Two Lovers


Two Lovers

Critics Consensus

Two Lovers is a complex, intriguing, richly-acted romantic drama



Total Count: 162


Audience Score

User Ratings: 56,279
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Movie Info

A depressed young man moves back in with his parents and finds his life turned upside down as he struggles to choose between the beautiful daughter of a close family friend and the scintillating but volatile next-door neighbor whose passion helps to reignite his lust for life. The third screen outing for writer/director James Gray and actor Joaquin Phoenix following We Own the Night and The Yards, Two Lovers co-stars Gwyneth Paltrow, Isabella Rossellini, and Vinessa Shaw. ~ Jason Buchanan, Rovi


Joaquin Phoenix
as Leonard Kraditor
Gwyneth Paltrow
as Michelle Rausch
Vinessa Shaw
as Sandra Cohen
Elias Koteas
as Ronald Blatt
Isabella Rossellini
as Ruth Kraditor
Moni Moshonov
as Reuben Kraditor
John Ortiz
as Jose Cordero
Julie Budd
as Carol Cohen
Bob Ari
as Michael Cohen
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Critic Reviews for Two Lovers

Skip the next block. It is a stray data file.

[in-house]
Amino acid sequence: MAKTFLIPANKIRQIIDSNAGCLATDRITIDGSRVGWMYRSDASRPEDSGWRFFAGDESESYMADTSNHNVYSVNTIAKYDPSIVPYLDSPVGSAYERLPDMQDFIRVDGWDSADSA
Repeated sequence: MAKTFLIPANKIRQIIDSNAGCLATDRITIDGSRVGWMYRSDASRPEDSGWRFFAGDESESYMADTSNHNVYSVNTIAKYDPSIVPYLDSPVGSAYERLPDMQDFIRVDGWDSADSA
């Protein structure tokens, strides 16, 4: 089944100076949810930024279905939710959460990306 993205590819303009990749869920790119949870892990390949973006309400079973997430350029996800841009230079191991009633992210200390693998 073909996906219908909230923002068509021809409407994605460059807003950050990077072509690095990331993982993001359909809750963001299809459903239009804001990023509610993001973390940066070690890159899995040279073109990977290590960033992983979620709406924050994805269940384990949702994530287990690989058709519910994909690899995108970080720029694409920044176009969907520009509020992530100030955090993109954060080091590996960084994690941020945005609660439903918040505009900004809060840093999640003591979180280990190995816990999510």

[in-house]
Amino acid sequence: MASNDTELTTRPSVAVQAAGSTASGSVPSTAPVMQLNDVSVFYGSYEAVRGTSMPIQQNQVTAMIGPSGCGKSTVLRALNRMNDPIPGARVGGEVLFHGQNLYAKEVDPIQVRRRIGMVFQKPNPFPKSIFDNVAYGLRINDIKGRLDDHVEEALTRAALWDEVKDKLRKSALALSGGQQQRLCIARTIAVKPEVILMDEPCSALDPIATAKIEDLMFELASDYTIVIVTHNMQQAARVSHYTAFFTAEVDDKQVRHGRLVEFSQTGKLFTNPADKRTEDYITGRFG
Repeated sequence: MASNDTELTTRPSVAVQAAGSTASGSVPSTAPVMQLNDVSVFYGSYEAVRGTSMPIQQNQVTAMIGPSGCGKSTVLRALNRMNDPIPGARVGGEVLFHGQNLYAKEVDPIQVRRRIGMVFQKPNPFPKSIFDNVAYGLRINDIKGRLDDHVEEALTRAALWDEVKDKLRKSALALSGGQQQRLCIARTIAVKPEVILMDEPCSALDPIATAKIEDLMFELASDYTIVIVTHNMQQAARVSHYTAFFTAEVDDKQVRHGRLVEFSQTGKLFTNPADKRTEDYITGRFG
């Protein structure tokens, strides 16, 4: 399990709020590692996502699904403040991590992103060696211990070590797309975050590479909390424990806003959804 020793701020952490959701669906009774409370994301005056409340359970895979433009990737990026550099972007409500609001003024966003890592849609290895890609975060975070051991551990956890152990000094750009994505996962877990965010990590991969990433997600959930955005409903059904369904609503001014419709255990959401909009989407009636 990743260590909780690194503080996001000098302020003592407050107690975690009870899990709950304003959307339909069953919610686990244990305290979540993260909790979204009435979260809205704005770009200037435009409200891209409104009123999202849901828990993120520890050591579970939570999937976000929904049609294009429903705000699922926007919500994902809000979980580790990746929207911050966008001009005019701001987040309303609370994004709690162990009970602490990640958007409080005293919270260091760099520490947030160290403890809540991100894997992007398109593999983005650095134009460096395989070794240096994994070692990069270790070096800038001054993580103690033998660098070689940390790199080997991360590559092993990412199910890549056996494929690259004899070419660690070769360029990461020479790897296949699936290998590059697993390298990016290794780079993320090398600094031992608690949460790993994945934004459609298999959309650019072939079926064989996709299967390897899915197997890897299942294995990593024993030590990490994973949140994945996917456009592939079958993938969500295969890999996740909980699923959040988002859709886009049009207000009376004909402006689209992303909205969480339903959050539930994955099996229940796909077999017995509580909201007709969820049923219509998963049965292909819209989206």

All Critics (162) | Top Critics (50) | Fresh (133) | Rotten (29)

  • Despair and confusion are explored in Two Lovers with a rigorous, unsentimental directness that is also full of feeling.

    Jun 5, 2009 | Rating: 4/5 | Full Review…
  • Keeps a grip on you.

    Jun 5, 2009 | Rating: 3.5/5 | Full Review…
  • Phoenix plays that schism -- the damaged soul in a hunky body -- to perfection, so well that we overlook the logical chasm at the centre of the tale.

    Apr 10, 2009 | Rating: 3/4 | Full Review…
  • Gray guides his strong cast to a resolution that is both surprising and entirely realistic.

    Apr 10, 2009 | Rating: 3/4 | Full Review…
  • Gray's direction lovingly toys with images of containment and release, effectively playing out the drama in visual terms - but we never really feel it.

    Mar 27, 2009 | Rating: 3/6 | Full Review…
  • Kraditor's vacillating affections make up what could have been a frustratingly underpowered drama but for Gray's subtle, intelligent direction and Phoenix's raw performance.

    Mar 27, 2009 | Rating: 3/5 | Full Review…

    Wendy Ide

    Times (UK)
    Top Critic

Audience Reviews for Two Lovers

  • May 31, 2014